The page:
So, it is safer in the lake because it is more open and they need that long length to become airborne.   Whenever I ponder on what predator the parents would have no defense against I always think of the Snapping Turtle.  I know that the shallow habitat of the slough and pond are perfect for the snapper.  But the Wood Duck mother raises her young in the slough and pond area, not around the edges of the lake.  And the other puddle ducks also go through their reproductive cycle in the very shallow, littoral zones of the lake, slough and pond.  But in this place that I am studying the loons they do not use the littoral zone.  Although she did begin building a nest at the pond before they moved to their permanent nesting site in 2016.

Maybe the reason the loons choose the deeper lake over the slough and pond is because they want to get the chick accustomed to the big waters as soon as possible. I think that if not for their inability to walk or even stand, Common loons would not even nest on freshwaters.  

Since writing these last few sentences I have learned more about the loons.  With its deeper waters, the lake offers a learning experience for the youngster not available in the relatively much shallower slough and pond.  The lake more-mimics those  conditions the young loon will face when it leaves the lake in the fall.  And by the way, this breeding season is quite compressed.  The young loon cannot know what it is facing in the months ahead.  It must put on enough weight and muscle to allow it to get off this lake before it freezes.  

Update:  The last sentence was written sometime in the summer 2016.  By early October 2016, I learned that the chick and parents had left for the ocean, at least two months before the lake would freeze.

JULY 5, 2016, 5:45-8:30 a.m.: Once launched I headed for the lake because it has become evident that this pair heavily favors the lake over the pond. I got to where the lake began opening up and did not see either loon. But I was looking mostly to the right side, as I headed NW. In the morning, the Sunlight gets gradually harsher because it is passing through less atmosphere until midday, when it is directly overhead and passing through the least atomosphere of the day. Because I only stay on the water a few hours in the morning, I had to use my time most efficiently. I turned and headed for the pond, now not confident that the loons would not be down there. They better be, or the only other place was way up in the lake. I gambled and headed for the pond. Here I ran across the hen Wood Duck and she gave her usual alarm call, gathering the duckling and directing them into one of their escape slots in the emergent vegetation. She stopped and looked back at me, as I passed, shooting to get that one good image. I continued on. The loons were not at the old nest site. The GBH was standing on a boulder, as it had on so many other days. I slowed the canoe so that it was moving with just enough motion to maintain a course, adjusting my camera in hopes of getting a good GBH shot. No such luck, although it does usually stick around longer if I go very, very slow. I continued on, taking a few reflection shots.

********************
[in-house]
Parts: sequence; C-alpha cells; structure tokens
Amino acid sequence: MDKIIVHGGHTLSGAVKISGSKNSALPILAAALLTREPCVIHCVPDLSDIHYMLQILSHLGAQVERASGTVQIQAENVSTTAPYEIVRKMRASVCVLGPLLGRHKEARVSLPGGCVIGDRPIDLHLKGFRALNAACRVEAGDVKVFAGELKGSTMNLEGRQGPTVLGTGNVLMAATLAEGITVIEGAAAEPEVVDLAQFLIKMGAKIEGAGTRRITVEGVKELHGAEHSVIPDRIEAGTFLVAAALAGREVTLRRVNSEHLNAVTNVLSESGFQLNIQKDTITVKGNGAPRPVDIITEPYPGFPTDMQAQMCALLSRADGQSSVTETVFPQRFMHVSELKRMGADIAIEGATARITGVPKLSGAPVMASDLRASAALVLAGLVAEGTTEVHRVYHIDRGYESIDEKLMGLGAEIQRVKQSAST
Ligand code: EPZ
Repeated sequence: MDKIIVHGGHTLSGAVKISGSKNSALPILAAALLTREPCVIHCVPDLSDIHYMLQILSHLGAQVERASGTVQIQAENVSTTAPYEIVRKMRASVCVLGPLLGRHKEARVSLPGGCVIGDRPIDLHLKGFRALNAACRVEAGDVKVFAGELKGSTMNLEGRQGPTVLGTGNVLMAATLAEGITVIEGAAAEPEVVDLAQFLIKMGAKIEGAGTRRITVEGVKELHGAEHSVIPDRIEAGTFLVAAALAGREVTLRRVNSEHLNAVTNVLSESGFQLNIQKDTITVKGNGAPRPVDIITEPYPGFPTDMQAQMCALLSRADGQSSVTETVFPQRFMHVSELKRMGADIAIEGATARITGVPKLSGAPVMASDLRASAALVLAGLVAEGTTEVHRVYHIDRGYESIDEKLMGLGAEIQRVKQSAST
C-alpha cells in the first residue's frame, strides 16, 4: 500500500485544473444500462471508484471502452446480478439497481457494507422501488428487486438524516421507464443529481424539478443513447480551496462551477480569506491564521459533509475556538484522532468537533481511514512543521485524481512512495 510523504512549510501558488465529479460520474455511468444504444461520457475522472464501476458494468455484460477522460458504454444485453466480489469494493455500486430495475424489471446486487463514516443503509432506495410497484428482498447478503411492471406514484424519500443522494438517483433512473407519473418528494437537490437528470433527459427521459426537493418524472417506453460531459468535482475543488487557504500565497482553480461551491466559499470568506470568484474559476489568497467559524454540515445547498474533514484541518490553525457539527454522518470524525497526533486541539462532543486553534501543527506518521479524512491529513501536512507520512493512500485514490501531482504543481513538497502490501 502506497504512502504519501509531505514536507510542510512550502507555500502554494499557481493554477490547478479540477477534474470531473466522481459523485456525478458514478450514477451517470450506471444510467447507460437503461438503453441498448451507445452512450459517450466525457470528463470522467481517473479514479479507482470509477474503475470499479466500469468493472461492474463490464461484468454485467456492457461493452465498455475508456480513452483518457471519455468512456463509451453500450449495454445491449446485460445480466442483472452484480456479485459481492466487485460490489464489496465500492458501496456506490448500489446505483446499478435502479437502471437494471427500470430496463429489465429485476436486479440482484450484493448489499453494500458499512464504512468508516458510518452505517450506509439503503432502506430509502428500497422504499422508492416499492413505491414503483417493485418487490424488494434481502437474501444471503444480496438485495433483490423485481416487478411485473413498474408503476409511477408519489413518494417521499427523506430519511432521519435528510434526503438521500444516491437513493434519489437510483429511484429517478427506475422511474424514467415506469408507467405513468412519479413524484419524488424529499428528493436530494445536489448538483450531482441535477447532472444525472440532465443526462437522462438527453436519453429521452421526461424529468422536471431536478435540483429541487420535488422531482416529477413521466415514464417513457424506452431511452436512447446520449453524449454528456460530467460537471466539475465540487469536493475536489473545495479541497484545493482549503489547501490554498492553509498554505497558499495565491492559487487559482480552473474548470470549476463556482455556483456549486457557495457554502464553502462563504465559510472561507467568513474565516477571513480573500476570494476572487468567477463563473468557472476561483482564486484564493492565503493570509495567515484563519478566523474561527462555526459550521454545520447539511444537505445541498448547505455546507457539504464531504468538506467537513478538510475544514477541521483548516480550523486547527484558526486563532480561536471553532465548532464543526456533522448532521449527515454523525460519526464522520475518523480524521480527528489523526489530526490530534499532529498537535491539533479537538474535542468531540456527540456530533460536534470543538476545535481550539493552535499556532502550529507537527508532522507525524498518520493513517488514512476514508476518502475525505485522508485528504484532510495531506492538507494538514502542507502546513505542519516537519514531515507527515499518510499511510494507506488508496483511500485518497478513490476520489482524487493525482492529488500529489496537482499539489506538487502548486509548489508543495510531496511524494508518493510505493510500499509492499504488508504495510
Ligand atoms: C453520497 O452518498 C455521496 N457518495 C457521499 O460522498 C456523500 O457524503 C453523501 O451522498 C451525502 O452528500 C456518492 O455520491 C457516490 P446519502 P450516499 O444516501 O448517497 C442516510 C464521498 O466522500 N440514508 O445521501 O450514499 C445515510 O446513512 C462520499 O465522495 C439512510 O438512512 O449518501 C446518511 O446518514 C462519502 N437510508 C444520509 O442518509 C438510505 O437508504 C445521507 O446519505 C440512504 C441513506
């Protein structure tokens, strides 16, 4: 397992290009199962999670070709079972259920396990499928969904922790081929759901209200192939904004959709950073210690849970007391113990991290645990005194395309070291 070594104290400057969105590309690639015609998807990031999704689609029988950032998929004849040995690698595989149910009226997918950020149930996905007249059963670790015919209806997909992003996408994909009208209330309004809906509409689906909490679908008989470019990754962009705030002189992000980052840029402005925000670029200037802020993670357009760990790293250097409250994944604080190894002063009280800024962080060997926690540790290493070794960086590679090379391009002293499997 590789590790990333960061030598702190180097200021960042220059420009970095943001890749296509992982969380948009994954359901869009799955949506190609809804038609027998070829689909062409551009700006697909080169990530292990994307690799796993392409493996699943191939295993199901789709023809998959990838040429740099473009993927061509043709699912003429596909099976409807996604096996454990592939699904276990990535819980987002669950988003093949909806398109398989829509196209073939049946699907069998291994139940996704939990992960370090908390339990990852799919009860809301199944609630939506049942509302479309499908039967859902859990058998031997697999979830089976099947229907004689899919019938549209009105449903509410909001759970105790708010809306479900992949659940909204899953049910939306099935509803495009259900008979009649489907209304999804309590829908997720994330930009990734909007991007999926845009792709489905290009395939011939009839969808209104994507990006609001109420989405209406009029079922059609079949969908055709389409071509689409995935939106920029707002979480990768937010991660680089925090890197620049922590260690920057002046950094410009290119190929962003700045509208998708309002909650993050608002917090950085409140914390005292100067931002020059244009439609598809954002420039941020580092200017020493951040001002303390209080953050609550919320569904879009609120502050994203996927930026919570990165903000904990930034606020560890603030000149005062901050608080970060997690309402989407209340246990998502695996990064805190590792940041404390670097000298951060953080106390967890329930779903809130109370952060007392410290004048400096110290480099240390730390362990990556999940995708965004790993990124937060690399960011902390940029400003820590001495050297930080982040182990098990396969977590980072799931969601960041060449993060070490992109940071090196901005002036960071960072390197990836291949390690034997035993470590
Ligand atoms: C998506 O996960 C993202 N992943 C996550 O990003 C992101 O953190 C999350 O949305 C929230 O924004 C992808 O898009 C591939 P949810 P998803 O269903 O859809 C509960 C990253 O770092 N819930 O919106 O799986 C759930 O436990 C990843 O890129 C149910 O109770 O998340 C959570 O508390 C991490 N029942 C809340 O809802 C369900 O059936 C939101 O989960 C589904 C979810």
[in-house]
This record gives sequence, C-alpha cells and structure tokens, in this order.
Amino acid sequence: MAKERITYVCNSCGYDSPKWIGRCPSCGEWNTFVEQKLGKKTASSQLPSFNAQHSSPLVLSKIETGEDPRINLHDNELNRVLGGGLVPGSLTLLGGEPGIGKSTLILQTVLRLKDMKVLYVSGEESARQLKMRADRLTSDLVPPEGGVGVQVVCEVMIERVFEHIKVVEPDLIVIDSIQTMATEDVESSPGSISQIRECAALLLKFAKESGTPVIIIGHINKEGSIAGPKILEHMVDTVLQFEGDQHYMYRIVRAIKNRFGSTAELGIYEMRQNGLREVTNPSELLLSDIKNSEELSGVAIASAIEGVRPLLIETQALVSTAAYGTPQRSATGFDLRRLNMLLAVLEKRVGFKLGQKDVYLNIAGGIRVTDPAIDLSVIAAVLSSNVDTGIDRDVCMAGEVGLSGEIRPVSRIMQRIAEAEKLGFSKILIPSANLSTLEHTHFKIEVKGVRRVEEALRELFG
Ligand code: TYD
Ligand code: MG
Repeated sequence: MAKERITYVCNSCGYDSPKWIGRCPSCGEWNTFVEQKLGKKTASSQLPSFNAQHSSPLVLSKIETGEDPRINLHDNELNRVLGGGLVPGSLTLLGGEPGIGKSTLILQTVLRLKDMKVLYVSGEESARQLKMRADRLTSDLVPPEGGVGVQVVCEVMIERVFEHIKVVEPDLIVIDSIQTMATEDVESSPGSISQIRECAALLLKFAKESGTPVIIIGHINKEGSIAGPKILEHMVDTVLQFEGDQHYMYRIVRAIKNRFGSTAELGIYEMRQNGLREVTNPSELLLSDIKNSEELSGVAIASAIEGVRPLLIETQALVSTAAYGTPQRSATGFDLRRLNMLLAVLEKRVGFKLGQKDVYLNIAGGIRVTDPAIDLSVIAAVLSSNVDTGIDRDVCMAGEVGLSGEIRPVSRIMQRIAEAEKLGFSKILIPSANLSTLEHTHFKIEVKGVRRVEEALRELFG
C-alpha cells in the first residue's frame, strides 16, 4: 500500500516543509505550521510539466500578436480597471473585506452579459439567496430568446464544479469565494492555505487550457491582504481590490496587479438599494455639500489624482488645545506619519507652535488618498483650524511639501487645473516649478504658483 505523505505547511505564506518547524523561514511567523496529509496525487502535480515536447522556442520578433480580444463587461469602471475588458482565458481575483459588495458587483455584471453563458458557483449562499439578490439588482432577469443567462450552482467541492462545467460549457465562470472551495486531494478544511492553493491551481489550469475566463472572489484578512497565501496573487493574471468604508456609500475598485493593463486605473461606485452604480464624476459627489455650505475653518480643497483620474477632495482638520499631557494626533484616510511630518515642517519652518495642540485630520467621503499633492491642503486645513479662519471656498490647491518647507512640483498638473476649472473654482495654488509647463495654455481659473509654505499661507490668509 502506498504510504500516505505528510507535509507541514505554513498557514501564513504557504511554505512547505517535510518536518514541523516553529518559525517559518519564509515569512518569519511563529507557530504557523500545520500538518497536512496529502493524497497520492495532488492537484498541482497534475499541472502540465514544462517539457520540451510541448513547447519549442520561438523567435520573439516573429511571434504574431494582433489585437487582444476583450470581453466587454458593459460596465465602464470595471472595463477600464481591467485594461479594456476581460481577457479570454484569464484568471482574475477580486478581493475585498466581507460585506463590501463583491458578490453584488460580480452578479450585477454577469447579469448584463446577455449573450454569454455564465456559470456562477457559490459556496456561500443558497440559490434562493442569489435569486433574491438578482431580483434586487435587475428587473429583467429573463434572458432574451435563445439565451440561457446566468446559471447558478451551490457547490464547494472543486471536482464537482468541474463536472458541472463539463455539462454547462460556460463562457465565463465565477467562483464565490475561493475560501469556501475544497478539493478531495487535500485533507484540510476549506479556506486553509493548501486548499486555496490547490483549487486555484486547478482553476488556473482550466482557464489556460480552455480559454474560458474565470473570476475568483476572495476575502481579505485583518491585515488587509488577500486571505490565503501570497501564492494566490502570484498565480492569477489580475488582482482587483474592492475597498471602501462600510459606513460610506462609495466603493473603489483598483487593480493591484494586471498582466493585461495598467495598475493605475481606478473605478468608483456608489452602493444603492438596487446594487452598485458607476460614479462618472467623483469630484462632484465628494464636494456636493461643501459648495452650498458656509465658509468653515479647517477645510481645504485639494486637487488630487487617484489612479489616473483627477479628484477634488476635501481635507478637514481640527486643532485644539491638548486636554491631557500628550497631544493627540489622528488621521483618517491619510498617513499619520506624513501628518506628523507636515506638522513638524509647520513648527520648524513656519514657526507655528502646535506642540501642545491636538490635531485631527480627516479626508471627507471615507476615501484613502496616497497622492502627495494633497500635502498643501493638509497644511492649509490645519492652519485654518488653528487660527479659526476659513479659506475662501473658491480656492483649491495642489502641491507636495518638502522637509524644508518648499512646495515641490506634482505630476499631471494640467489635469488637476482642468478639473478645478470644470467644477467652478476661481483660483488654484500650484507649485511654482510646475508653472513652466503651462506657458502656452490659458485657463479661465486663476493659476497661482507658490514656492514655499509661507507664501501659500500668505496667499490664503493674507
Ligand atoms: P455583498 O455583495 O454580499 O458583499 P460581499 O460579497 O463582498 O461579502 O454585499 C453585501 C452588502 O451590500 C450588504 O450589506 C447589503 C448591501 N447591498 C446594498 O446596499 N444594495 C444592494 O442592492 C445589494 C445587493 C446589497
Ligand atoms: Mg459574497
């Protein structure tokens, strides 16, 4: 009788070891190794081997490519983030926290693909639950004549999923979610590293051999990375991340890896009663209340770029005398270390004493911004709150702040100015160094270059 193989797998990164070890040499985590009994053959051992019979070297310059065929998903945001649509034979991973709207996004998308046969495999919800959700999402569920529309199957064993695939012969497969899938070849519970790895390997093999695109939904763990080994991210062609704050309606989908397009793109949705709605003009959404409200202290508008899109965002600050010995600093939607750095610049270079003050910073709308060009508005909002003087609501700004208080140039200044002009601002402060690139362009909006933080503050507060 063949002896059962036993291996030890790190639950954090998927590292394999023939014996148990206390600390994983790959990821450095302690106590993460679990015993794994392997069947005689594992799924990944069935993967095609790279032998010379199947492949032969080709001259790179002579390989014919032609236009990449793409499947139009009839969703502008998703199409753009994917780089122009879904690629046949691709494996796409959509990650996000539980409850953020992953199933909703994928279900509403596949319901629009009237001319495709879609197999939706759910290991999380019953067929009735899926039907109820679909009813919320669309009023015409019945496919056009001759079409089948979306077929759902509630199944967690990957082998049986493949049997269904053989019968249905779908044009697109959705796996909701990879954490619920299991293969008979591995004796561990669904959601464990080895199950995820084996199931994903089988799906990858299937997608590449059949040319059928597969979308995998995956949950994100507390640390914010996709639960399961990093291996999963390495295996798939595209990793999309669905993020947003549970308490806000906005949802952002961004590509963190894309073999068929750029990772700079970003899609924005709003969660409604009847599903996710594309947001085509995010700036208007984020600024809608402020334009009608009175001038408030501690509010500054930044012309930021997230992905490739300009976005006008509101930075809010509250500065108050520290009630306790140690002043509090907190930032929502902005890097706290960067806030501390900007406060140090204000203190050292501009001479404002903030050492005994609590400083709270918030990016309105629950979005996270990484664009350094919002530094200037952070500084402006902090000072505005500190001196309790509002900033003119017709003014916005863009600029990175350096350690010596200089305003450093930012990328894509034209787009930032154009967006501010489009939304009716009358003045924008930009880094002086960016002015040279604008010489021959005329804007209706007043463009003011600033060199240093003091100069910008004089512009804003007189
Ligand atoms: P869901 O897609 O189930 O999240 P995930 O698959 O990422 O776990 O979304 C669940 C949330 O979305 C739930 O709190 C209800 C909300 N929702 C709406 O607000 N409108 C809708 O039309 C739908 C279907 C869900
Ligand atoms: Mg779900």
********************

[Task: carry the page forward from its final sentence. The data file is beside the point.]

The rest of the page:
August 7, 2016


I saw no more animal life until I entered onto the pond of my boyhood. I could see something headed my way in the water. It was either a beaver or muskrat. I made all the adjustments to the camera and simply stayed absolutely still as it approached. It was a muskrat. It passed me with 10 feet and I thought I got at least one very sharp image. I did not and boy was I disappointed.  I just do not understand this camera at times.

I turned and headed back toward the lake. Just past where I had seen the GBH on the boulder, I could see what I assumed was the disturbance of a big largemouth bass moving my way in a channel and near the surface. I stopped off to the side and remained absolutely motionless. It kept coming, though my face and upper body were completely visible to it. Whatever it was, it was right at the surface. I was thrilled to watch a very large snapping turtle slowly pass right next to me, within 3 feet. Its carapace was about 24” diameter. It saw me and I am sure eventually realized I was a human, but it was not spooked. It is because I stayed very still. I went all the way to the lake opening and even continued northwesterly, intending to motor around the entire lake, looking for the loons. But after I got about 1/3 of a mile up into the lake, I realized that it was longer than I thought and it would be a long paddle back if I ran out of battery prematurely. That is one problem with an electric motor. I have the 45 pound Minn Kota Traxxis and it has a button on top that when pressed, with lite up 1, 2, 3, or 4 diodes, depending on how much power is left in the battery. But it is hard to see those lights partly because I am unable to turn the motor head toward me and partly because of the brightness of the ambient light. I was quite sure I saw two lights. Really, that was not enough for me. I decided to turn and head back toward the deadwater.